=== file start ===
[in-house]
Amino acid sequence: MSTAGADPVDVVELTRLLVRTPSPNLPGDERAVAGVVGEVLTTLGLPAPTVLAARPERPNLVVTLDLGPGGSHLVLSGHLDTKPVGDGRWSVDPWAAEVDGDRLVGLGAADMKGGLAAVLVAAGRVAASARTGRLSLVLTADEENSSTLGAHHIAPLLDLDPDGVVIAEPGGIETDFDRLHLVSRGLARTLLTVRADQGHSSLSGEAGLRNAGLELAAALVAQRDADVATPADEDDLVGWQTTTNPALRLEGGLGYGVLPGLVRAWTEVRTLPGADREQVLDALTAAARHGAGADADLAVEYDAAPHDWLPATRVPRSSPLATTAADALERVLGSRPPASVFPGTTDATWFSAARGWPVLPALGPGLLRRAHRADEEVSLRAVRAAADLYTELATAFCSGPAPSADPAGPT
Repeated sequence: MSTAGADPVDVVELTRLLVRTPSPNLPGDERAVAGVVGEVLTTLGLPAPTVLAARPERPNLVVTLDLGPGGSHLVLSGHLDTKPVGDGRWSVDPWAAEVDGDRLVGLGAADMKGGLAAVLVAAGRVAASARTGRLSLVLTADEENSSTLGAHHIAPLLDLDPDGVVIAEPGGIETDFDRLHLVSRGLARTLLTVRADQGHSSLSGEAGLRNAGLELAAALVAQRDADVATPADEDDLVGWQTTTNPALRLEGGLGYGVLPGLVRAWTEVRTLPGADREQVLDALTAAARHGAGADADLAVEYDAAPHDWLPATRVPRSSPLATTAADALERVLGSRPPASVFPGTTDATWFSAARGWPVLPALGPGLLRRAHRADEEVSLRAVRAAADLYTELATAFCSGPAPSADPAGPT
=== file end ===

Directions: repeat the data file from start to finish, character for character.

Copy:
[in-house]
Amino acid sequence: MSTAGADPVDVVELTRLLVRTPSPNLPGDERAVAGVVGEVLTTLGLPAPTVLAARPERPNLVVTLDLGPGGSHLVLSGHLDTKPVGDGRWSVDPWAAEVDGDRLVGLGAADMKGGLAAVLVAAGRVAASARTGRLSLVLTADEENSSTLGAHHIAPLLDLDPDGVVIAEPGGIETDFDRLHLVSRGLARTLLTVRADQGHSSLSGEAGLRNAGLELAAALVAQRDADVATPADEDDLVGWQTTTNPALRLEGGLGYGVLPGLVRAWTEVRTLPGADREQVLDALTAAARHGAGADADLAVEYDAAPHDWLPATRVPRSSPLATTAADALERVLGSRPPASVFPGTTDATWFSAARGWPVLPALGPGLLRRAHRADEEVSLRAVRAAADLYTELATAFCSGPAPSADPAGPT
Repeated sequence: MSTAGADPVDVVELTRLLVRTPSPNLPGDERAVAGVVGEVLTTLGLPAPTVLAARPERPNLVVTLDLGPGGSHLVLSGHLDTKPVGDGRWSVDPWAAEVDGDRLVGLGAADMKGGLAAVLVAAGRVAASARTGRLSLVLTADEENSSTLGAHHIAPLLDLDPDGVVIAEPGGIETDFDRLHLVSRGLARTLLTVRADQGHSSLSGEAGLRNAGLELAAALVAQRDADVATPADEDDLVGWQTTTNPALRLEGGLGYGVLPGLVRAWTEVRTLPGADREQVLDALTAAARHGAGADADLAVEYDAAPHDWLPATRVPRSSPLATTAADALERVLGSRPPASVFPGTTDATWFSAARGWPVLPALGPGLLRRAHRADEEVSLRAVRAAADLYTELATAFCSGPAPSADPAGPT